Hospice , twice this year.
- 3Aug 30, '11 by RNERHOUSESUPORI'm not a Hospice Nurse, but unfortunately will need to have them again in my life. My Father passed away this spring and my younger brother had a visit with the local Hospice on Thursday of last week. Although I have been a nurse for 20 plus years, I had not lost someone "before their time" (in my opinion) die until this year. I have lost Grand Parents , Aunts and Uncles but all sort of finished with life at the time. My Brother was diagnosed with stage 4 Lung cancer coming up on three years ago, and has done much better than I expected. My Dad was diagnosed earlier this spring with the same but didn't do as well. He died in April. Last week a couple of my Brothers Dr's said he had from 2 weeks to 2 months left. I have tried to prepare myself for the inevitable but don't know how it will really be. Was able to be present for Dad, but am not sure I did everything I could. It took me a while to sort of get aggressive with the nurses to ensure an absence of suffering. Looking back, I think I should have acted sooner to prevent some obvious (now) suffering for my Father. I really don't want to do this again, but I don't have a choice. Twice in a year is asking a bit much, isn't it???????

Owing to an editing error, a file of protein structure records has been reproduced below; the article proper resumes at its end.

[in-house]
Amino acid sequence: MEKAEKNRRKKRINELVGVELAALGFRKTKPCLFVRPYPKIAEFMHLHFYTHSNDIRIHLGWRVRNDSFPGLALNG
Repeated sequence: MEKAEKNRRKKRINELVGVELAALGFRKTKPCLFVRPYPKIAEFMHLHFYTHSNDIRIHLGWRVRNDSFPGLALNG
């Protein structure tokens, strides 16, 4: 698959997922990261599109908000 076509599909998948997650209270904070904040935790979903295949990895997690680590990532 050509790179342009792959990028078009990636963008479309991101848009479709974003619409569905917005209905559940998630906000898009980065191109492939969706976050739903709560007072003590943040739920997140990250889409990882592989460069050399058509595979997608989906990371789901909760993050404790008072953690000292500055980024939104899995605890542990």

I have been able to spend some extra time with my Mother this summer. Was able to get a Travel Assignment close to home and have been spending every weekend at home with Mom. Today I helped my brother move 6 ton of Gravel in a patio he wants to finish before he dies. He let me drive the truck and run the tractor, so I know he is not feeling well and is sort of winding down. I will be OK, I think. I am really worried about Mom and my youngest Brother, they are "lay" people and don't really understand some of the medical issues. Mom was there for Dad, but has commented on how hard it's going to be with my other brother. It's one of the reasons that Dad seemed to go so quickly. He didn't want a son to go before him. When I started this I thought there would be a question at the end, but right now there doesn't seem to be one. If you have a comment, I will appreciate it, and maybe it will elicit an edit with a question. If not it does feel better letting some of this out.